Foraging is Good For My Soul.








When I go up north to my parents cabin, I think a lot about my mom's mom and dad, Grandma Lee and Grandpa Les. They lived next door to the cabin for almost all of my memories of them, retired alongside the Wolf River. My grandpa and I would pick blackberries until the backs of his hands bled, his skin thin with age, and the brambles so amazingly sharp. While we were at the cabin, I crept into his old backyard, now a summer cottage for some folks from the city, and picked his blackberries myself. Grandpa would have approved, and berries don't last so we went for it. I even found the seed pods from some Lupines that he and I planted decades ago, part of the reason we named our girl what we did. It was lovely.

But he and I didn't just pick berries. We also picked apples. There was an old farm just down the road, loaded with wild apple trees. We use to go there and fill the bed of his truck with apples for the deer, and plenty for ourselves. That old farm has changed hands a few times now, and every September I drive by staring wistfully past the "No Trespassing" signs to my favorite apples ever that grow along side the drive.

I decided this weekend to find out who owns the farm. Heck, maybe they'd let me pick. And I wanted to ask about taking a cutting someday when I have established trees of my own to graft onto. Clearly no one was picking the apples, as the ground was covered with them. I stopped and asked a neighbor who owns the old farm. "They moved out west. They never come back anymore." I told them about the apples and about my grandpa. "Pick all you want. The owners are friends and if anyone troubles you tell them we gave you permission to pick."

My heart lept. My apples!

Right then and there I jumped the fence and picked one from my favorite (now elderly) tree. It was just as good as I imagined. I tossed one to Lupine and she bit in, then closed her eyes and said, "It tastes like cake!" Yellow skin, pink blush, and medium-soft sweet-sour flesh. Yum.

I went back twice this wekeend and picked apples from the trees inside the farm fence. Lupine and I spend an afternoon there together. We picked apples, found a bird's nest full of babies, then found wild white sage, tansy, red, black, and white gooseberries, raspberry leaves and rose hips. We were both in our bliss. It was truly a perfect day with my girl. She loves it as much as I do.



I went back a second time, alone, and I picked and I picked and I picked. Apples for apple butter, storage, and for sauce. Heck, maybe even a crisp or two.

With wild apples like these (planted from seeds, not from garden starts) you have to taste your first apple to see if it is worth hauling any home. Hard? Soft? Really soft? Sweet? Chalky? Sour? And then take what you want. One tree, laden with perfect looking fruit gave apples that were so soft (even when under-ripe) I could stick my thumb in them. Gross.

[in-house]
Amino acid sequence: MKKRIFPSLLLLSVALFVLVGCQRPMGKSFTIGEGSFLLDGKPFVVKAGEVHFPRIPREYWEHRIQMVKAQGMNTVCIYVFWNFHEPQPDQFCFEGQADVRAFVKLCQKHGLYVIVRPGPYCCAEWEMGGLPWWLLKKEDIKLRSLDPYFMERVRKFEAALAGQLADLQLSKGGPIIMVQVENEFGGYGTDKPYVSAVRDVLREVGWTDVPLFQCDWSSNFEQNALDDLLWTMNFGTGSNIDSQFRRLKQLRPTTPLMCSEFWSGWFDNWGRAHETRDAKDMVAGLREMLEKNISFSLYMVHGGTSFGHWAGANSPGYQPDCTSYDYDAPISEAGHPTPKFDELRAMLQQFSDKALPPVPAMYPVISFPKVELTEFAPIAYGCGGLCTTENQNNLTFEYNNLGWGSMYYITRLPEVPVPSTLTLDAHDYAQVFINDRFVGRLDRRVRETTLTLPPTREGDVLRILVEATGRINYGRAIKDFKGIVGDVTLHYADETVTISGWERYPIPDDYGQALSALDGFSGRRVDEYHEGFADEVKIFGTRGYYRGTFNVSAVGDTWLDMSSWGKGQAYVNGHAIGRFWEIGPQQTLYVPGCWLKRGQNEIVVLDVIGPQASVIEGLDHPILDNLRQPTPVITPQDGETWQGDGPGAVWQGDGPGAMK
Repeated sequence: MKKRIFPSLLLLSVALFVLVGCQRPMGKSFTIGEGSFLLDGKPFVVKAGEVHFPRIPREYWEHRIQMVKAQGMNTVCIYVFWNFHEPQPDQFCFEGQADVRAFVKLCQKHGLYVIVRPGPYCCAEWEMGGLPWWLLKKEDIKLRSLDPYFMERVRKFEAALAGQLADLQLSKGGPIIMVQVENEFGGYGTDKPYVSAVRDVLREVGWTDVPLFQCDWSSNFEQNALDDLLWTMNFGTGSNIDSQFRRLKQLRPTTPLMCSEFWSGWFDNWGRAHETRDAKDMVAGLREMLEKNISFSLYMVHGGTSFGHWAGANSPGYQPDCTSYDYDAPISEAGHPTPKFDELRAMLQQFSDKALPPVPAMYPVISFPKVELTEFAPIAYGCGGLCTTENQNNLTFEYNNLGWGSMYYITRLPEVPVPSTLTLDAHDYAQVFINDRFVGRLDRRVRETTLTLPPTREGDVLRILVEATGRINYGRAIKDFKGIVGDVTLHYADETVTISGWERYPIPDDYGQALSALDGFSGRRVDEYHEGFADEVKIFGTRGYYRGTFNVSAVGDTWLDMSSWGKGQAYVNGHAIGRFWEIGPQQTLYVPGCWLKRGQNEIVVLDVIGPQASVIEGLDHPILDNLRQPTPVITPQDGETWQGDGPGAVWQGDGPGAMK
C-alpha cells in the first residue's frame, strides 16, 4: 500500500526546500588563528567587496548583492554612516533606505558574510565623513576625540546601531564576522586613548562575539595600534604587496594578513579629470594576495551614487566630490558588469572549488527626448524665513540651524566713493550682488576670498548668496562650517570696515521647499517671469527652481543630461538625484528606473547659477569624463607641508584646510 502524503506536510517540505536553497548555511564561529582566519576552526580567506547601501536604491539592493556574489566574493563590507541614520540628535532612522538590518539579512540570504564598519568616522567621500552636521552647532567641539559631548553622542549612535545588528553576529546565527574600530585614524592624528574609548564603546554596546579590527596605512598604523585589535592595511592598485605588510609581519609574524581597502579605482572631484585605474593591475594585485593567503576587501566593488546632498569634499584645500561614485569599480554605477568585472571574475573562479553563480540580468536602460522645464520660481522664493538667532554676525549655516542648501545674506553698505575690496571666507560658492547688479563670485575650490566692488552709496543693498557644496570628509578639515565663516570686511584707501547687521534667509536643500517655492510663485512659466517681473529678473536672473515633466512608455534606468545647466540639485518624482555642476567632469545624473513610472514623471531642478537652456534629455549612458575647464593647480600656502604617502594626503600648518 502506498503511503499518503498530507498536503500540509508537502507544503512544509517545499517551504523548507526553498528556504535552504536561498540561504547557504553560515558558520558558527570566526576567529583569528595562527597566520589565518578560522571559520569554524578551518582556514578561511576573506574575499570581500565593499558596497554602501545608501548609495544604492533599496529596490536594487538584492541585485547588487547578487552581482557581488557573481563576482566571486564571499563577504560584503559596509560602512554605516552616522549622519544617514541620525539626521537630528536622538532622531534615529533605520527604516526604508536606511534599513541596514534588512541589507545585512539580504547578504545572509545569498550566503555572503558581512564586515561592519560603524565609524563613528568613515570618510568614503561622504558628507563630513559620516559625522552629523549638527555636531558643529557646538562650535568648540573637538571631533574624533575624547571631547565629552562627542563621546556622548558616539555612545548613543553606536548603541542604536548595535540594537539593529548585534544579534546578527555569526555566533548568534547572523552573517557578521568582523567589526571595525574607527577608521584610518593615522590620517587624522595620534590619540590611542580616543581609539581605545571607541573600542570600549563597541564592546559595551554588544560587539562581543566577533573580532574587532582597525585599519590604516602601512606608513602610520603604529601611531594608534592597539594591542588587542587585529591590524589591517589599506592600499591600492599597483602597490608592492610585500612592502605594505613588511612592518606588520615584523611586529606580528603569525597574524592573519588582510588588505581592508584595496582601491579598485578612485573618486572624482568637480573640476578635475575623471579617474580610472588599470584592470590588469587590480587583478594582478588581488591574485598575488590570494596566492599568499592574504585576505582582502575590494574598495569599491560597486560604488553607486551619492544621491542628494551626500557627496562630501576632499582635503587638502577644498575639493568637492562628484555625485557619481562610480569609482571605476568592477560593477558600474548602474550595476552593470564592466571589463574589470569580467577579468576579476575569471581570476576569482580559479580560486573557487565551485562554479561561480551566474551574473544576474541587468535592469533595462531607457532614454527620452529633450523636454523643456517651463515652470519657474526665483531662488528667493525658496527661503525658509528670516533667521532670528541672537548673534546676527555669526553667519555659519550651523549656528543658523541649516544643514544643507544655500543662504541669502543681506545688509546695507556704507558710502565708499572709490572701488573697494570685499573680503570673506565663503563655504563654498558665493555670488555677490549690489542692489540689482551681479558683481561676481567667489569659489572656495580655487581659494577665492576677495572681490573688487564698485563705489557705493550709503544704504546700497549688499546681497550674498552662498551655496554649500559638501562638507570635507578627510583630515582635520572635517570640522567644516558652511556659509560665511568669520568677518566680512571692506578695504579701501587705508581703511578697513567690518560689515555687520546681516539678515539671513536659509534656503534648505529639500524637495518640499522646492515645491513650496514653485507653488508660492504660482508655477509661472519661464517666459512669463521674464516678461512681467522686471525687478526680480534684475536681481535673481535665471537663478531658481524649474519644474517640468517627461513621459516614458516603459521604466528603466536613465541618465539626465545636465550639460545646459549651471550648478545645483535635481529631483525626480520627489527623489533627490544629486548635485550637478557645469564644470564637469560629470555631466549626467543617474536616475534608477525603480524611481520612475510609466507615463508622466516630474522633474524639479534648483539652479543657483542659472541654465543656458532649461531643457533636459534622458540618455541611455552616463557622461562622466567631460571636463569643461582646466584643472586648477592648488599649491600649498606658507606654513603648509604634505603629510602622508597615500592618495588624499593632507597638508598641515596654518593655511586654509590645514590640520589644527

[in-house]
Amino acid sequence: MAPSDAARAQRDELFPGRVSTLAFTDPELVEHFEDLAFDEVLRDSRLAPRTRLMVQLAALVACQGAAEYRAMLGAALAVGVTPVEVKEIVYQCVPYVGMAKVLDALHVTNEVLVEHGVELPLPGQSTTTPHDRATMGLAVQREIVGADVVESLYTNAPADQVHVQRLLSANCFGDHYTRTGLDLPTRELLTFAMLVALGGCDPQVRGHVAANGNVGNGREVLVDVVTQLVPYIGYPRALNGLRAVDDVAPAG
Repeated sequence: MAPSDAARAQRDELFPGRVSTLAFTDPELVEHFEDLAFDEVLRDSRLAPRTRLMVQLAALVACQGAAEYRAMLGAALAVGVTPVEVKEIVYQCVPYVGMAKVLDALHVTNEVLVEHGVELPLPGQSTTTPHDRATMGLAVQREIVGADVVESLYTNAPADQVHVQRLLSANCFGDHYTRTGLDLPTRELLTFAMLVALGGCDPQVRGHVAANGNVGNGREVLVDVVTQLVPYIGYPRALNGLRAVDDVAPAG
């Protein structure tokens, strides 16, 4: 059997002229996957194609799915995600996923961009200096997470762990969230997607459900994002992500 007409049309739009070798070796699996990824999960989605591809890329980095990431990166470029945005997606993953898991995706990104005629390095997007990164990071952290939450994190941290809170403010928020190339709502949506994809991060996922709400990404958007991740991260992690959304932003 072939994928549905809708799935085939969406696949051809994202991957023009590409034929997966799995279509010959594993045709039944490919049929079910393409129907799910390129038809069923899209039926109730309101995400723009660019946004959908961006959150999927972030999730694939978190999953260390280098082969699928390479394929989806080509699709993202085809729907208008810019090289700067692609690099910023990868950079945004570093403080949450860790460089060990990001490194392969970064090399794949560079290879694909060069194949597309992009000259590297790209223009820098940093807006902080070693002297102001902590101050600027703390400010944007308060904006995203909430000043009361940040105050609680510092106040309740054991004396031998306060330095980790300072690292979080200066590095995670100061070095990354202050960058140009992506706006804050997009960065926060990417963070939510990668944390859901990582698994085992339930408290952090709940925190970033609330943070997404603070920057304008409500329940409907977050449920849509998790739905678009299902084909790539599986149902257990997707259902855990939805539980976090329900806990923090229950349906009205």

But most were perfectly delicious. I kept marveling at how people actually buy apples, when driving by such (free!) abundance each day.



In all, this weekend alone we foraged:

  • Wild Plums (questionable, but worth experimenting with)
  • Rose Hips (for tea and jam)
  • Raspberry Leaves (for tea)
  • Sumac (for fiber dyes and for "lemonade")
  • 50-plus pounds of wild apples
  • Red, black, and white gooseberries
  • White Sage, tansy, and yarrow for a wreath
  • Blackberries (for fresh eating and jam)

I also saw plenty of our-of-season treats in the woods, including wild strawberries and raspberries. The abundance was amazing.

I'll share what we do with the bounty in the coming days!

10 thoughts on “Foraging is Good For My Soul.

  1. Jenny says:

    Oh it all sounds wonderful! I’m so glad you got to pick like you did with your Grandpa. I’m sure the memories were so close. And I’m glad your girl got to join in on memories her name came from. I’m sure they will always be special memories for her.

  2. langsamleben says:

    I found a German websites where you can find and tell good spots for foraging:
    I keep it in my bookmarks for the day we migt move back to Germany.
    You are so right, it is such a shame that all that produce with its own special character goes to waste each year, while people pay for standard produce to be imported from afar.

  3. Amanda Alvarado says:

    Wow! I wish we had farms like that down here! All that grows here it seems are orange & grapefruit trees and cabbage! LOL

  4. Alice Byrne says:

    Your story made me remember the funniest memory of my childhood Pop. I loved climbing tress when I was younger and we had a mango tree whose branches grew close to Pop’s roof. So I usually did the monkey style with it. hehe. I swung from branch to branch to get to the roof. I also used to climb the tree to get some mangoes. There was one time when he saw me up in the mango tree and he shouted at me, thinking I was a different person. I got so scared that I hugged the tree hard. He bought me ice cream when I climbed down, just to make me feel better.

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